Paris Saint-Germain's thrashing of Bayer Leverkusen on their own patch was hailed by the French press as the re-emergence of the 'real' PSG - "the beautiful, the strong", as l'Equipe oozed. It was certainly something of a warning shot, which should remind everybody of the team's quality and potential to be successful in the tournament.
Of course, there is something more impressive than winning 4-0 at Bayer Leverkusen: winning 5-0 at Bayer Leverkusen. That was a feat achieved by none other than, er, David Moyes' Manchester United, and at a time when the German club were in considerably better form. The Bundesliga is a very weak league this year, and in both games, Bayer were dreadful. Blaise Matuidi and Marco Verratti gave perhaps their best performances of the season, true, but they did so against a midfield that was previously overrun by Ryan Giggs and Phil Jones.
That's not to say PSG couldn't go all the way -- they certainly could, but the evidence does not lie in their all-conquering performances, or even in Europe. Instead, the way they've brutally and ruthlessly killed off games under Laurent Blanc offers their best hope. The coach has found a new resilience and spirit at the club which may be less exciting, but will certainly make them very difficult opponents in Europe for any big team. Combined with a host of players who are capable of finding something from nothing, they should be feared as much as any other opponent as the tournament progresses.
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Meanwhile, Manchester City and Arsenal learned the problem with having defenders who can produce fine displays but are prone to errors - that they are capable of ruining a season in a split second. They might feel hard done by and unfortunate, but it can't be ignored that these sort of things tend to happen to the worse teams more frequently than the better. They certainly seem to happen more often to the team that starts Martin Demichelis.
Most bizarre, however, was Arsene Wenger's defence of Wojciech Szczesny after the game, something that many people backed him up over, as if the red card was given for dangerous play or reckless force. What possible debate is there to be had if a player who is clean through on goal is brought down without the aggressor getting the ball? Hearing "he went for the ball", a defence now mostly abandoned in League Two, come out of the mouth of Wenger, was oddly jarring.
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Whispers have been flying for a long time, but things are reaching boiling point over the transfer of Mesut Özil. Last night was perhaps his worst game for the club -- by the time he missed his early penalty, he had already halted a couple of Arsenal counter-attacks and struggled to be effective in the game from then on. After the red card, he proved to be a liability, something that didn't escape the notice of Mathieu Flamini, who took to shoving and shouting to get his point across.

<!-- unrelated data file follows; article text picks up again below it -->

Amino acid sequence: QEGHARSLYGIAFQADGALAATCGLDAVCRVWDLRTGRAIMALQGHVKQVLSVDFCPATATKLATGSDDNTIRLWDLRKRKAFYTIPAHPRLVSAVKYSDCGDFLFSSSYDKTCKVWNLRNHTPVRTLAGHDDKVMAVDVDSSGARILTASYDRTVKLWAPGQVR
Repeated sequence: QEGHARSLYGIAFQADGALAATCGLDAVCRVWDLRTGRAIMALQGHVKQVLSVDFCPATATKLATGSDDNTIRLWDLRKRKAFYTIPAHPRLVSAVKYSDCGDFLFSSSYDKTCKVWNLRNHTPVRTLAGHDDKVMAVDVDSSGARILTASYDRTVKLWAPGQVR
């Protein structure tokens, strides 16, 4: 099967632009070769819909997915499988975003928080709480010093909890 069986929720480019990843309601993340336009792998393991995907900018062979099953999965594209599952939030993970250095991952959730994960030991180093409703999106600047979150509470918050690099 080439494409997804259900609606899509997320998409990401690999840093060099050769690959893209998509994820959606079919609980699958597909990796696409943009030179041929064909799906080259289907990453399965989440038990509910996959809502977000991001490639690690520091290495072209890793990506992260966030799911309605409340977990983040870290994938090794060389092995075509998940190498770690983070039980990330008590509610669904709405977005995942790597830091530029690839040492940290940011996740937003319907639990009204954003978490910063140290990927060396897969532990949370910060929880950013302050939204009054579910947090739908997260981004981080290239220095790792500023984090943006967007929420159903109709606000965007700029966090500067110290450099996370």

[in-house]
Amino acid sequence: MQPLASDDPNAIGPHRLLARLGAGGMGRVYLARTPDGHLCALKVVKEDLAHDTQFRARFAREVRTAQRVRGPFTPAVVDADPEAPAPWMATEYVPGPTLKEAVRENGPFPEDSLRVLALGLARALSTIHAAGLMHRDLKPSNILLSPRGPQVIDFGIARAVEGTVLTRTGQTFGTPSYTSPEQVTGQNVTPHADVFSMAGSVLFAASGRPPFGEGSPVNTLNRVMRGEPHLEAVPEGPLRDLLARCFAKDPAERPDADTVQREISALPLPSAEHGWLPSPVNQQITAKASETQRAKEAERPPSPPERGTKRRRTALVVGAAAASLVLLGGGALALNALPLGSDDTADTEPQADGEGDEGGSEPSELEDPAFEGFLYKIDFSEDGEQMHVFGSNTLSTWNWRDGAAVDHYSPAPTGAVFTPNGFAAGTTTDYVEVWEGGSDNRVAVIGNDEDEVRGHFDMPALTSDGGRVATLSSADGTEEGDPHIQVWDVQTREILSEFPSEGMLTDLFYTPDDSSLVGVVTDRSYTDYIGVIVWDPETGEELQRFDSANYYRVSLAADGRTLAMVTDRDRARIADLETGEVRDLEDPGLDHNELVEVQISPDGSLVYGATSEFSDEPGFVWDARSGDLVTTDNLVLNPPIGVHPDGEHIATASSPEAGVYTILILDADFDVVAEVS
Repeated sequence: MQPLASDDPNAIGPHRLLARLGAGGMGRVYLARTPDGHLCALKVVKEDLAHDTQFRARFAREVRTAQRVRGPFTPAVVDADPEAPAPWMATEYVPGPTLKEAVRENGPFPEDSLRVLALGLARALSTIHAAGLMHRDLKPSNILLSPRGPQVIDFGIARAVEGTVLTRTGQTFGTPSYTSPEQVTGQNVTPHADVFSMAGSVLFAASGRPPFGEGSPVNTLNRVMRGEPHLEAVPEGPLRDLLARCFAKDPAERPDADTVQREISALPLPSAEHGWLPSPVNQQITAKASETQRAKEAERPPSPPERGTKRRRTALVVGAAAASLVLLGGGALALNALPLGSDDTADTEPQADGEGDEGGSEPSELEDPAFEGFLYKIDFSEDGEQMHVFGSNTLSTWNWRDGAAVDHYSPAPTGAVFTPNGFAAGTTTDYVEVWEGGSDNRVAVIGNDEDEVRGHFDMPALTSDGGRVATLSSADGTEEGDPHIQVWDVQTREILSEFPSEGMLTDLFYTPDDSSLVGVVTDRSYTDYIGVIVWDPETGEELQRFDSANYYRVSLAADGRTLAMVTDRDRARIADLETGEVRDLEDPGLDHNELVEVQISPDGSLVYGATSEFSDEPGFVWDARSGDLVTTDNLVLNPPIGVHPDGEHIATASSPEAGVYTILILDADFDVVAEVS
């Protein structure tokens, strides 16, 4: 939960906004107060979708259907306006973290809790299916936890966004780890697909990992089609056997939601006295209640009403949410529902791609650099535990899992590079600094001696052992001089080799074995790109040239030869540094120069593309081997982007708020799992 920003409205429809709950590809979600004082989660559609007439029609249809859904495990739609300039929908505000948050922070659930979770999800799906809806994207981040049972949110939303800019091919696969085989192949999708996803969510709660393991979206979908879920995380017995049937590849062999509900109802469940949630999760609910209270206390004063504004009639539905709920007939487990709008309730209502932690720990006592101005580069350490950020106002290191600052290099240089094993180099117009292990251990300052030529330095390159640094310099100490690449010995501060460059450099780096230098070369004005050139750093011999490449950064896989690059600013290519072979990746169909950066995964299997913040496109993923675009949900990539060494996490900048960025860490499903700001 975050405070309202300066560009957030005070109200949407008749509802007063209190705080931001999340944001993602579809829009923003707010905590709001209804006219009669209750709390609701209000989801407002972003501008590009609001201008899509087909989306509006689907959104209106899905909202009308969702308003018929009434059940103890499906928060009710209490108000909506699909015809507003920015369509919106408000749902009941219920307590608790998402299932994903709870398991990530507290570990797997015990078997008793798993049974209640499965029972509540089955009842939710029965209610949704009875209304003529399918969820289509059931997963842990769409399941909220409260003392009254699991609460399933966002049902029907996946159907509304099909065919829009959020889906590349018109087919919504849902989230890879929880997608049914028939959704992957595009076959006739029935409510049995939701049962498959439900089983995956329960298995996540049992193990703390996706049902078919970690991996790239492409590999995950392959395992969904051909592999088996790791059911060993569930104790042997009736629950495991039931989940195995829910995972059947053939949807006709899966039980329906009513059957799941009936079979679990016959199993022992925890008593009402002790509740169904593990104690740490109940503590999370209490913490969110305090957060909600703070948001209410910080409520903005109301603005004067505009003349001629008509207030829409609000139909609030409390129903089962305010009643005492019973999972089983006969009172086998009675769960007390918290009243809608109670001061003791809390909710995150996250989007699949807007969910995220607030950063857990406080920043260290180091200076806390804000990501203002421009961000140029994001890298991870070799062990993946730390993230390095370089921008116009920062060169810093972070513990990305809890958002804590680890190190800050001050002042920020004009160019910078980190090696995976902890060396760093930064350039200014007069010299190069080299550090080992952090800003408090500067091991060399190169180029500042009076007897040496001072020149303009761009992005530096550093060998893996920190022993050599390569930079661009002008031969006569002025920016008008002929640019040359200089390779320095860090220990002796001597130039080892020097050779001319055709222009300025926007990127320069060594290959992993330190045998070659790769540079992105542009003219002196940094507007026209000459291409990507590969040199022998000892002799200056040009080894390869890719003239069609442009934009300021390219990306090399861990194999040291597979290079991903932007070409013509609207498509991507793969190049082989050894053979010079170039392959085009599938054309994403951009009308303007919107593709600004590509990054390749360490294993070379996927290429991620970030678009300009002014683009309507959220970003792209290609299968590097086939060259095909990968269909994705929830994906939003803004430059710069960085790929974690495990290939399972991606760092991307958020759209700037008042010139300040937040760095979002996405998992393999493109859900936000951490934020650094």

Now, of course Özil wasn't signed for his workrate, but if a player cannot be bothered to track runners when his team are only 1-0 down and playing with ten men in a Champions League knockout stage then something is clearly wrong. It would be excusable were Özil scoring magnificent goals and putting in glorious, matchwinning performances, but even offensively he's been par for the course at best.
Özil will have plenty of time to make something of himself at Arsenal, but it's ironic that, after being hailed as the inspiration for the club believing they were back among Europe's elite, the only player who appears unconvinced of that assertion is, judging by his disinterest, Mesut Özil.
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Milan are probably joining the dustbin of European history for yet another year, although Clarence Seedorf can make a far better claim than Massimiliano Allegri that the team's shortcomings are down to the squad rather than the manager. He managed to extract some excellent performances yesterday, most notably from Adel Taarabt of all people, who hadn't looked that good since he played in the Championship in Queens Park Rangers' promotion season.
The way Milan are run suggests he will have a job in rebuilding the squad on anything like a sustainable basis, but if he can continue to make the most of a bad situation and come back stronger next season, the omens could be good for Seedorf. Unfortunately, that may not be at Milan, where he'll presumably be landed with another cartload of 32-year-old defensive midfielders and full-backs to boost their chances come summer.